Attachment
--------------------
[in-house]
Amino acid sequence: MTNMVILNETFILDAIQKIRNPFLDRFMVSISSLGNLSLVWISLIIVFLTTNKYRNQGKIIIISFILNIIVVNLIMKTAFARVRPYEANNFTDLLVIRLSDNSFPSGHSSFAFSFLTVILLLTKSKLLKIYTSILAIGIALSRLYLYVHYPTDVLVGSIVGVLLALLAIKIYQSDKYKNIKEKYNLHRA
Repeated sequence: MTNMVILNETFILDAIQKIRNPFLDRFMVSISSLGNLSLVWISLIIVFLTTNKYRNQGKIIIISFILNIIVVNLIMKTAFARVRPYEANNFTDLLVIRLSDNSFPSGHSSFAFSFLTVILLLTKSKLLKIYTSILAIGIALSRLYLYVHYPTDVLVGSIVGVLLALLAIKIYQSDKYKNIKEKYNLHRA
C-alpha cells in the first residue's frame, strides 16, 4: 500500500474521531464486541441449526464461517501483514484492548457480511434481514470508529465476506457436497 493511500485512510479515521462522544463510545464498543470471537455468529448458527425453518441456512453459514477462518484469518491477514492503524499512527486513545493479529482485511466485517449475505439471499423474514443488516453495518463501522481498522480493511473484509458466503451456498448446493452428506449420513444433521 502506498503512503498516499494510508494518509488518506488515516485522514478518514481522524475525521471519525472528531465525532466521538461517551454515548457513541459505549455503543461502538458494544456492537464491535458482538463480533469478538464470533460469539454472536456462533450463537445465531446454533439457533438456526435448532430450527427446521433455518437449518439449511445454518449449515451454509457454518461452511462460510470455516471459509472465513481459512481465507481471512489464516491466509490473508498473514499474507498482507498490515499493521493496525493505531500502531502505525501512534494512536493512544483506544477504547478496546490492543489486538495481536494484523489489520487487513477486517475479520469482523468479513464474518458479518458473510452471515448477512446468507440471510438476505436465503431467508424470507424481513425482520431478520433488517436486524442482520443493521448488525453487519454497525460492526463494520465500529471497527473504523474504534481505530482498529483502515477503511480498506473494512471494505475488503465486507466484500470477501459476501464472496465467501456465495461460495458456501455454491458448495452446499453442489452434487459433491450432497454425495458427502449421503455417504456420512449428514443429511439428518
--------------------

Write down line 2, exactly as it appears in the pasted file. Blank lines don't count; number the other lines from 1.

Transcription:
Amino acid sequence: MTNMVILNETFILDAIQKIRNPFLDRFMVSISSLGNLSLVWISLIIVFLTTNKYRNQGKIIIISFILNIIVVNLIMKTAFARVRPYEANNFTDLLVIRLSDNSFPSGHSSFAFSFLTVILLLTKSKLLKIYTSILAIGIALSRLYLYVHYPTDVLVGSIVGVLLALLAIKIYQSDKYKNIKEKYNLHRA